Intrusive thoughts can occur when you become a mother.
Having a baby can be a very exciting, and simultaneously challenging, time in your life. You may have just had your first baby and be busy learning the ropes. Or you may be adjusting to welcoming a new baby into your growing family. Early parenthood is a time when parents, particularly mothers, are responsible for the health and safety of their infant. During this time, it is normal to experience worries about a baby’s sleep patterns, feeding and development among other concerns.
Some mothers, however, may find themselves experiencing upsetting or disturbing thoughts that seem to come out of the blue. We call these intrusive thoughts. While we all experience intrusive thoughts at some point in our lives, we are usually able to dismiss these easily and move on without taking much notice. But for some, such intrusive thoughts can seem much more meaningful and threatening and cause high levels of distress.
There will be moments for all parents when their baby won’t settle or stop crying. Add sleep deprivation to the mix and it is common to feel frustrated, angry and overwhelmed. For some mothers, this can lead to extremely worrying thoughts about accidentally or intentionally hurting their baby. A loss of confidence in her parenting abilities may lead a mother to avoid holding, touching or being alone with her baby with distressing consequences for her and her child.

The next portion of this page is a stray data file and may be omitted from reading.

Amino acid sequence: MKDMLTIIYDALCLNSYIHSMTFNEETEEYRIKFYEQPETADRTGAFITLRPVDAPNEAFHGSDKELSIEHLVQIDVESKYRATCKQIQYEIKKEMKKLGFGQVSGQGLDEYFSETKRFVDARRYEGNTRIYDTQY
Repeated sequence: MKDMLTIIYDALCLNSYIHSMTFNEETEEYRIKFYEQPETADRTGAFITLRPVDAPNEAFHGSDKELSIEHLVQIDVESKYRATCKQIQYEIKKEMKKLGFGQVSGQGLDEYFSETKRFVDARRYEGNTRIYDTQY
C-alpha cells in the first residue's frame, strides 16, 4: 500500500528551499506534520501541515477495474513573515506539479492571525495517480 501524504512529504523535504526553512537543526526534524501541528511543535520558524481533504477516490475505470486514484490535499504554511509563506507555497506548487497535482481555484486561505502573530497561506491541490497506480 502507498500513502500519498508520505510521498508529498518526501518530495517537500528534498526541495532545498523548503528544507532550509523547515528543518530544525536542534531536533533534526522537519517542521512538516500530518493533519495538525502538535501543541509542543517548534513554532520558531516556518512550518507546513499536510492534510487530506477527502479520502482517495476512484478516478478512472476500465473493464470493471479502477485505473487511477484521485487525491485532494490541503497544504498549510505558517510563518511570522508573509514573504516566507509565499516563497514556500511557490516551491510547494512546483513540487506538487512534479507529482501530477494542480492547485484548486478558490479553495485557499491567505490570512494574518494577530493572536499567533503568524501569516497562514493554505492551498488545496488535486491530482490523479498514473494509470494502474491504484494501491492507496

Even though such thoughts are rarely acted upon, a sense of guilt or shame can prevent a mother talking about her experience for fear of being judged or, worse, having her baby taken from her. It is important to understand that these thoughts do not mean that you want harm to come to your baby, or that you will harm your baby. In reality, such intrusive thoughts are much more likely to signal that a mother is feeling overwhelmed and tired, and that her capacity to cope has diminished.
Although distressing, it is important to recognise that intrusive thoughts are common during the perinatal period and that you are not alone. While part of the normal experience of motherhood, they can be a symptom of the wider experience of postnatal depression or anxiety, so it is worthwhile to seek support if your thoughts or behaviours are causing you concern. It may be helpful to speak about your experiences with a supportive loved one or a health professional such as your GP or a psychologist. Care is readily available to help you manage intrusive thinking so that you can get back to what is truly important.
Sophie Lynn-Evans & Prue Foster